As the COVID-19 pandemic rearranged the plans of students across U of T Engineering over the past few months, one question was on many minds: what can I do to help?
Now, dozens of students are taking action.
The U of T COVID-19 Student Engagement Awards were created to fund inspiring innovations designed to respond to the COVID-19 crisis to take flight. Across the University, more than 150 multidisciplinary teams have received up to $3,000 each to support development of their projects over the next three months.
A total of 47 U of T Engineering students, including nine ChemE undergraduate and graduate students, are leading or contributing to these teams. The Faculty has invested an additional $54,000 total to support the engineering projects, which address a wide range of issues, from hand hygiene to reduce the spread of the virus, to strategies to maintaining good mental health while in isolation.
The list of ChemE student projects includes:
The future of protein design: a machine learning approach to COVID-19 outbreak — Tianyu Lu, Joseph Bellissimo, Hannah So, Rochelle Wang, Shea-sarah Garcia, Danielle Serra, Rose Talebi, Edward Shen, Xiaotong Wang (ChemE), Adriana Díaz Lozano Patiño (EngSci), Gamen Liu (ChemE)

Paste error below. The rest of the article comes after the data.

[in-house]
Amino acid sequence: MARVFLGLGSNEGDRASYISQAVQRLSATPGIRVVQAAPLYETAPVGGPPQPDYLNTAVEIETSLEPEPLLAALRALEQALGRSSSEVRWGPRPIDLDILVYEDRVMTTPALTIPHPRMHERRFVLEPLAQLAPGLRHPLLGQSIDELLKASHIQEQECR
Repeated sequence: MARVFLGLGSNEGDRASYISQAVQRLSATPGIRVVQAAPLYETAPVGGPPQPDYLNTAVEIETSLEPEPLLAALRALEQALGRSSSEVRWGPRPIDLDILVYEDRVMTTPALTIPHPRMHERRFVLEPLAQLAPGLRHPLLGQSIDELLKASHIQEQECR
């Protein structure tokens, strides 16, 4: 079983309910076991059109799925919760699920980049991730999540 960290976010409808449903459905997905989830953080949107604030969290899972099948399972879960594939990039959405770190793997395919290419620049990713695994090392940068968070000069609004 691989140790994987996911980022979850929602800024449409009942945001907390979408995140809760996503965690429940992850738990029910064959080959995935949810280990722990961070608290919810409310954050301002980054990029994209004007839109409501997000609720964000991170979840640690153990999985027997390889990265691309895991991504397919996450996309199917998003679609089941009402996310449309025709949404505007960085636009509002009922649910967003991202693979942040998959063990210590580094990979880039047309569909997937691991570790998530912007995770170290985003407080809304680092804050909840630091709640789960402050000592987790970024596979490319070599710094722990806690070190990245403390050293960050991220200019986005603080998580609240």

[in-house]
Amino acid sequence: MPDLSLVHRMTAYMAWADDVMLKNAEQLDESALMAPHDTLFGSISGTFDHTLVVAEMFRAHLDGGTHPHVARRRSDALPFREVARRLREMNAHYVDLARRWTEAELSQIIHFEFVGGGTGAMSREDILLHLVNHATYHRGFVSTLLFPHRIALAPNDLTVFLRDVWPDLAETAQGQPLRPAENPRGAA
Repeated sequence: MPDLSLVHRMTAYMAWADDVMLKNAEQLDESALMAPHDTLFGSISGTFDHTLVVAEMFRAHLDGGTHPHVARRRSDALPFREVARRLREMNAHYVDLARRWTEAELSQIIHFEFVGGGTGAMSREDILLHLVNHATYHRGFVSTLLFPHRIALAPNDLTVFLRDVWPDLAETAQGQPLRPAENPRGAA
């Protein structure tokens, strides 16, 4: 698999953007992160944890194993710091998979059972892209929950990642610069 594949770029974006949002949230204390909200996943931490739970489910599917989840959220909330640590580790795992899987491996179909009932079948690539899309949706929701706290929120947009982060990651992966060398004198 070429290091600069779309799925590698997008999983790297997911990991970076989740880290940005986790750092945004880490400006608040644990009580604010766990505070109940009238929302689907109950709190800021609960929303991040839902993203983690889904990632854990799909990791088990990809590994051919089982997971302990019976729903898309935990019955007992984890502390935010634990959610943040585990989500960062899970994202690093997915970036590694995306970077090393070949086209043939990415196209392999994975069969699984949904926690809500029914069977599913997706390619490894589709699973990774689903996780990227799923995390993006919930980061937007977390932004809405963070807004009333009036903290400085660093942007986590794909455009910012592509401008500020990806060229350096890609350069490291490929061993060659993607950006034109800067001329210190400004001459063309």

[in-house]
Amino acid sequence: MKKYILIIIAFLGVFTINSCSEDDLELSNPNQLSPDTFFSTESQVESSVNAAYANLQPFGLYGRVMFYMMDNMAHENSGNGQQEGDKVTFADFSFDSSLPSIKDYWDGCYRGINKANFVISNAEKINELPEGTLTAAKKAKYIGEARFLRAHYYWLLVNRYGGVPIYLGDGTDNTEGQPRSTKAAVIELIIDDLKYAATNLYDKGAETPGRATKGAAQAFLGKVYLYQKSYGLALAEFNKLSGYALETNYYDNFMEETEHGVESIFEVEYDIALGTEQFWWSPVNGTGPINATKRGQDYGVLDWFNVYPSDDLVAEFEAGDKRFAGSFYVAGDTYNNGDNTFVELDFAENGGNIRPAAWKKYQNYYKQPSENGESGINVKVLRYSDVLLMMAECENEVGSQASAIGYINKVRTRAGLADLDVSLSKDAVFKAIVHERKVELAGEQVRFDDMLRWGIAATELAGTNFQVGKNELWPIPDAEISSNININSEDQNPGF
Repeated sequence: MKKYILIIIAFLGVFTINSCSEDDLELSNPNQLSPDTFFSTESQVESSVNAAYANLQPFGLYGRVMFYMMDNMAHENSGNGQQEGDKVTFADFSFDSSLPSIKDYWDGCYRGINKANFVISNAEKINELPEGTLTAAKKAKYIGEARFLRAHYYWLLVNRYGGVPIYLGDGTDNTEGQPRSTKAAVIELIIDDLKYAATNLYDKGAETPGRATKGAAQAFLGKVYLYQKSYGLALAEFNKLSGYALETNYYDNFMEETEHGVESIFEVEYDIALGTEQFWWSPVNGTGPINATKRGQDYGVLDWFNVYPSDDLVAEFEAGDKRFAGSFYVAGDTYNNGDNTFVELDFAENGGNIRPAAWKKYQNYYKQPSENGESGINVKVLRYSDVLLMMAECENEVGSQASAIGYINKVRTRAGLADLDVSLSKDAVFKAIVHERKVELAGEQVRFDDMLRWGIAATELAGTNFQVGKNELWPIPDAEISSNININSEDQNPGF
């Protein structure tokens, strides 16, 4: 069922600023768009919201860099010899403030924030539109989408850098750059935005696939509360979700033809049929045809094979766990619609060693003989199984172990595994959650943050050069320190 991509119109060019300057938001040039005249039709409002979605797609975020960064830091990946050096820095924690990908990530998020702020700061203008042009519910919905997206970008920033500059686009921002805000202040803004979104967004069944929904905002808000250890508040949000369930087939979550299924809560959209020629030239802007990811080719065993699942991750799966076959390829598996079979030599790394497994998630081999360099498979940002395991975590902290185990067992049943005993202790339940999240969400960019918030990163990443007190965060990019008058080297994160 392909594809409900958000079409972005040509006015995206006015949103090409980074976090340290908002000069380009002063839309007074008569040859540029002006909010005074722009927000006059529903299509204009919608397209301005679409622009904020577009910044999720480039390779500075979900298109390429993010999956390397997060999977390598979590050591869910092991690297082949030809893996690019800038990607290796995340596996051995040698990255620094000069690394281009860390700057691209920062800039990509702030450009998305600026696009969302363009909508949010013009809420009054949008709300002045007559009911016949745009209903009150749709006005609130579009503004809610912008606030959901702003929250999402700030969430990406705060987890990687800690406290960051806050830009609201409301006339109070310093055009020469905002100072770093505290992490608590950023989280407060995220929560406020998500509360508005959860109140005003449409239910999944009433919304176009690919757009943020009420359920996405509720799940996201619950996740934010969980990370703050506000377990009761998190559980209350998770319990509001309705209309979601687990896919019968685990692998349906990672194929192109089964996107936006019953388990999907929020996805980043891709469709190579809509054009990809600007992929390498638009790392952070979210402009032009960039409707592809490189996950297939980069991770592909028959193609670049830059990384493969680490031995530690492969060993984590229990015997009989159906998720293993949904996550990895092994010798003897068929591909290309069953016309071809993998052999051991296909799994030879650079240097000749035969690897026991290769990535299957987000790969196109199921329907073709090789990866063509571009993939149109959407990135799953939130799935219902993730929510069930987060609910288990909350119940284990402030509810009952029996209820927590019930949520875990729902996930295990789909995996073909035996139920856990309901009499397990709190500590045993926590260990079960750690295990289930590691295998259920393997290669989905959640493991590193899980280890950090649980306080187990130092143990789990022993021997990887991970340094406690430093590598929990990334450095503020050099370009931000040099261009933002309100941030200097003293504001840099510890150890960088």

A proposal for the development of an App for self-reporting of COVID-19 associated symptoms — Sulaiman Jalloh (ChemE MEng candidate), Abhinav Mohan (MIE MASc candidate), Leticia Nndagang (MEng candidate), Kuda Masalila
Tackling Shortages of N95 Masks with a Simple, Effective, and Removable Desiccant Strip Design — Ziting (Judy) Xia (ChemE), Purushoth Thavendran (ChemE), Amro Aswad (ChemE), Jingyi (Jenny) Wei (MechE), Xiaoou (Bessie) Li (IndE)
Survey: Impact of COVID-19 on Graduate Students in Canada — Sivani Baskaran, Frank Telfer, Maegan Ong, Dawn Bannerman (ChemE PhD candidate), Caroline Pao, Samantha McWhither, Bryony McAllister, Isabella Lim, Vidhant Pal (BME PhD candidate), Farah Qaiser, Kali Iyer
COVID19Recovery — Leo Zhu (ChemE MASc candidate), Julia Lee, Grace Guo, Sissi Zhu, Juliana Lee
Projecting the supply and use of pristine and reprocessed N95 respirators in a hospital — Paul Chen (ChemE PhD candidate), Matthew Yau, Tommaso Alba, Krish Bilimoria, Shangmou (Samuel) Wu